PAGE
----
Many Republicans also drew criticism for what appeared to be a divergence from the actual subject matter of the hearing, instead airing personal problems with Facebook that is discriminating against conservative politics with their employment and content regulation. Oculus Rift inventor Palmer Luckey (who held a Ted Cruz fundraiser in April 2017) was name-dropped during one of the hearings because Ted Cruz thought Luckey was fired from the company over his political affiliation. Missouri Republican Billy Long brought in a poster about black conservative Facebook page owners Diamond and Silk, who have become free-speech martyrs after their page was flagged for being “unsafe.” Republicans’ mentioning of these grievances has been seen by many as missing the point of Zuckerberg’s appearance and demonstrative of the party’s increased dissociation from reality.


What can we expect in the future?

Among lawmakers, legislation to increase privacy and regulation of the Internet and social media is a subject of high interest. However, they are having difficulty coming up with any concrete proposals. Aside from using the EU’s General Data Protection Regulation, which gives EU citizens more control over the export of their personal information, as an example, there are no other tangible policy ideas at the moment.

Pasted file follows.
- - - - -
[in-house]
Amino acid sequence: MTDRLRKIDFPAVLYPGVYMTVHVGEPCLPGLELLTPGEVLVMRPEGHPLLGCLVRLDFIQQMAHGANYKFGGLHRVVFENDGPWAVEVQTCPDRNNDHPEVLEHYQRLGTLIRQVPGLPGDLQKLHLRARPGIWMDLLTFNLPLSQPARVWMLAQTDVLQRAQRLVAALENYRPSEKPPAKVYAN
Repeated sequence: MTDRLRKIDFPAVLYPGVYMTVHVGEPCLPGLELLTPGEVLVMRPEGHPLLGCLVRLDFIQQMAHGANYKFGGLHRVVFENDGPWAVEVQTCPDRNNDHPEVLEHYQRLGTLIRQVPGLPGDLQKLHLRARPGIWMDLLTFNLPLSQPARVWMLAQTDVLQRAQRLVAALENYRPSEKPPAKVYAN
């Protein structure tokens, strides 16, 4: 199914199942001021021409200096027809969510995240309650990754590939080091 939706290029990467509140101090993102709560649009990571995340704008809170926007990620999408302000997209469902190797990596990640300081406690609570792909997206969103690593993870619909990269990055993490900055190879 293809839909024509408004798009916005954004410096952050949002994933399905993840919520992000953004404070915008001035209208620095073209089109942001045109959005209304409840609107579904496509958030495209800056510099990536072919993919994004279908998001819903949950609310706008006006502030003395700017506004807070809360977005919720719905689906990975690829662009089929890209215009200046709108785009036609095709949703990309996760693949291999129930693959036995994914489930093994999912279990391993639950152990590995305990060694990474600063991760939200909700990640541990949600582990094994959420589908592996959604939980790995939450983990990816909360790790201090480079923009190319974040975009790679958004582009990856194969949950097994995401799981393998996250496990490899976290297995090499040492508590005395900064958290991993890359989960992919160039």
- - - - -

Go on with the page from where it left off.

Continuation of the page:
Some bills are already making their way down the pipeline such as the Honest Ads Act, which attempts to regulate internet advertising like TV ads, with more information being disclosed about who funded the ad, who endorses it, and so forth. Facebook has even stated that they will be willing to obey stipulations like those of the Honest Ads Act even if it is never signed into law. Beyond this, however, few explicit ideas are out there and Congress will likely be using the EU’s GDPR as a template if anything is drafted at all.

Overall, the key takeaways are as follows:

  • Mark Zuckerberg and Facebook have not taken any serious hits from the hearings, but have been forced to reconcile with their mistakes and show an interest in policy changes to improve their platform.
  • Silicon Valley and the tech industry at large are happy with how the hearings went, but Google and Twitter may be the next entangled in scandals.
  • Senators displayed their shallow understanding of the subject matter at times, but it is understandable why they would be confused.
  • Some basic legislation is on the way, but more substantive measures will need greater cooperation from experts to make progress.

As for Zuckerberg himself, he is expected to work on transparency with the public in the near future, since he has very rarely made public appearances of this nature. Several memes have been created about his resemblance to a robot or stack of lizards in a trenchcoat. All jokes aside, one should expect at least minor changes to Facebook’s interface and public relations in the wake of this incident. Ultimately, only time will tell if other social media platforms become embroiled in scandal or develop new privacy policies of their own.